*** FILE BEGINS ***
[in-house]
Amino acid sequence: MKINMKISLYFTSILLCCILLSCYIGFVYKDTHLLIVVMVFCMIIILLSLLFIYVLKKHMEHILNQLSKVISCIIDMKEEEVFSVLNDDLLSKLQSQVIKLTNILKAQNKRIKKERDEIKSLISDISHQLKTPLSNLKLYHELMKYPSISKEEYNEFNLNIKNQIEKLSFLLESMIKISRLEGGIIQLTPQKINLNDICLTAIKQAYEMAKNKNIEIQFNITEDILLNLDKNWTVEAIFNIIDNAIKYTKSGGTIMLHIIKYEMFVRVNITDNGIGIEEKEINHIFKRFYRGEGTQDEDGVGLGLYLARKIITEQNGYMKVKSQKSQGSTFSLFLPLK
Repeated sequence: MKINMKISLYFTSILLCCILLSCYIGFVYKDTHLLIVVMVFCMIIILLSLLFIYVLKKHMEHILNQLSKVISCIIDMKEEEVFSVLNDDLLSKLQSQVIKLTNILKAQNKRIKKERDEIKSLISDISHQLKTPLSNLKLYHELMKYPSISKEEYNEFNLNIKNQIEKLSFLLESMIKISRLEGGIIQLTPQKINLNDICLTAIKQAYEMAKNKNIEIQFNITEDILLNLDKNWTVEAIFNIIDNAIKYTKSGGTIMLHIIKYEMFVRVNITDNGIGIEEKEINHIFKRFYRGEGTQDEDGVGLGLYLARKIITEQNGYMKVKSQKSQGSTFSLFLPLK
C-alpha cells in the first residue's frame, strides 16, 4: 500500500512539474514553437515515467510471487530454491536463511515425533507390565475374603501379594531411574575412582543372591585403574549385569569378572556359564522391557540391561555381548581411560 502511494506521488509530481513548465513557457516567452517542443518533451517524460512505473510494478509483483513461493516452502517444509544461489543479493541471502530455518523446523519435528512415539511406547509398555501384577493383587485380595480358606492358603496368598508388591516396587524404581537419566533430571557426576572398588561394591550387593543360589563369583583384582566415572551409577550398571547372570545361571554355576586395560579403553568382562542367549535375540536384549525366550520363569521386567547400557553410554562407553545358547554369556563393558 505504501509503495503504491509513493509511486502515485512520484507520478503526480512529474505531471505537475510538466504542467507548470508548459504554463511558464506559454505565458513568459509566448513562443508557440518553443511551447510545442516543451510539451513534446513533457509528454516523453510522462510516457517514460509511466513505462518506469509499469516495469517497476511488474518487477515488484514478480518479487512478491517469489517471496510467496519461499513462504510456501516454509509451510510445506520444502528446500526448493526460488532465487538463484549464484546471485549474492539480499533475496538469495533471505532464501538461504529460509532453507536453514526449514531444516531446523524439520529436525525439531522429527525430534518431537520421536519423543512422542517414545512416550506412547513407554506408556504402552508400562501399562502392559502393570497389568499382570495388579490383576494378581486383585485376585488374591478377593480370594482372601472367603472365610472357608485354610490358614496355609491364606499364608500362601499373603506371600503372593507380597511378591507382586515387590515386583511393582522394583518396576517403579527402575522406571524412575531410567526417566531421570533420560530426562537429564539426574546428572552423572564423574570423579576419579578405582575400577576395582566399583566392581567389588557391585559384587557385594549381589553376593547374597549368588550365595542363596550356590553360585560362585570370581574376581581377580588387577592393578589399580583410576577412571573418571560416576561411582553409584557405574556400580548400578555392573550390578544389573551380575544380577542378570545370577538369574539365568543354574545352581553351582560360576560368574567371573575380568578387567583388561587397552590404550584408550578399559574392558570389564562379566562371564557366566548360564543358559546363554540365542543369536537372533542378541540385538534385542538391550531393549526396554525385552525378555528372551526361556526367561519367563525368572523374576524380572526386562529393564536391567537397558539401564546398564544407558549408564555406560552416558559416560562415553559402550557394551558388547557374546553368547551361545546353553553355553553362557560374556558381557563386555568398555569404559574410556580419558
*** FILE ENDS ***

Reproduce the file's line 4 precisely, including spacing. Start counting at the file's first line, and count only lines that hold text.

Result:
C-alpha cells in the first residue's frame, strides 16, 4: 500500500512539474514553437515515467510471487530454491536463511515425533507390565475374603501379594531411574575412582543372591585403574549385569569378572556359564522391557540391561555381548581411560 502511494506521488509530481513548465513557457516567452517542443518533451517524460512505473510494478509483483513461493516452502517444509544461489543479493541471502530455518523446523519435528512415539511406547509398555501384577493383587485380595480358606492358603496368598508388591516396587524404581537419566533430571557426576572398588561394591550387593543360589563369583583384582566415572551409577550398571547372570545361571554355576586395560579403553568382562542367549535375540536384549525366550520363569521386567547400557553410554562407553545358547554369556563393558 505504501509503495503504491509513493509511486502515485512520484507520478503526480512529474505531471505537475510538466504542467507548470508548459504554463511558464506559454505565458513568459509566448513562443508557440518553443511551447510545442516543451510539451513534446513533457509528454516523453510522462510516457517514460509511466513505462518506469509499469516495469517497476511488474518487477515488484514478480518479487512478491517469489517471496510467496519461499513462504510456501516454509509451510510445506520444502528446500526448493526460488532465487538463484549464484546471485549474492539480499533475496538469495533471505532464501538461504529460509532453507536453514526449514531444516531446523524439520529436525525439531522429527525430534518431537520421536519423543512422542517414545512416550506412547513407554506408556504402552508400562501399562502392559502393570497389568499382570495388579490383576494378581486383585485376585488374591478377593480370594482372601472367603472365610472357608485354610490358614496355609491364606499364608500362601499373603506371600503372593507380597511378591507382586515387590515386583511393582522394583518396576517403579527402575522406571524412575531410567526417566531421570533420560530426562537429564539426574546428572552423572564423574570423579576419579578405582575400577576395582566399583566392581567389588557391585559384587557385594549381589553376593547374597549368588550365595542363596550356590553360585560362585570370581574376581581377580588387577592393578589399580583410576577412571573418571560416576561411582553409584557405574556400580548400578555392573550390578544389573551380575544380577542378570545370577538369574539365568543354574545352581553351582560360576560368574567371573575380568578387567583388561587397552590404550584408550578399559574392558570389564562379566562371564557366566548360564543358559546363554540365542543369536537372533542378541540385538534385542538391550531393549526396554525385552525378555528372551526361556526367561519367563525368572523374576524380572526386562529393564536391567537397558539401564546398564544407558549408564555406560552416558559416560562415553559402550557394551558388547557374546553368547551361545546353553553355553553362557560374556558381557563386555568398555569404559574410556580419558